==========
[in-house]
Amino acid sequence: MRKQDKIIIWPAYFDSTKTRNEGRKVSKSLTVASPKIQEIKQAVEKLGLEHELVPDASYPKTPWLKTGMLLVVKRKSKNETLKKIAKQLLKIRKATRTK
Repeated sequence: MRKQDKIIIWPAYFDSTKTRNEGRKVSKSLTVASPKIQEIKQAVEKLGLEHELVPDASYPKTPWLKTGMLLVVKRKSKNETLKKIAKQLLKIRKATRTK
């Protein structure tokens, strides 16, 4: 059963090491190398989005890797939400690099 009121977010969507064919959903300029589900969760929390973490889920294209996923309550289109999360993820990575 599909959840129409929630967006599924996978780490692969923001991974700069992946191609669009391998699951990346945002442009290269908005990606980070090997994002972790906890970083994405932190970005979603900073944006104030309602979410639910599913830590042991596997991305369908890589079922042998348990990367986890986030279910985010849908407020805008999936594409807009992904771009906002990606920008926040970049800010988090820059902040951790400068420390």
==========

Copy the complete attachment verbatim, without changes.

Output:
[in-house]
Amino acid sequence: MRKQDKIIIWPAYFDSTKTRNEGRKVSKSLTVASPKIQEIKQAVEKLGLEHELVPDASYPKTPWLKTGMLLVVKRKSKNETLKKIAKQLLKIRKATRTK
Repeated sequence: MRKQDKIIIWPAYFDSTKTRNEGRKVSKSLTVASPKIQEIKQAVEKLGLEHELVPDASYPKTPWLKTGMLLVVKRKSKNETLKKIAKQLLKIRKATRTK
């Protein structure tokens, strides 16, 4: 059963090491190398989005890797939400690099 009121977010969507064919959903300029589900969760929390973490889920294209996923309550289109999360993820990575 599909959840129409929630967006599924996978780490692969923001991974700069992946191609669009391998699951990346945002442009290269908005990606980070090997994002972790906890970083994405932190970005979603900073944006104030309602979410639910599913830590042991596997991305369908890589079922042998348990990367986890986030279910985010849908407020805008999936594409807009992904771009906002990606920008926040970049800010988090820059902040951790400068420390």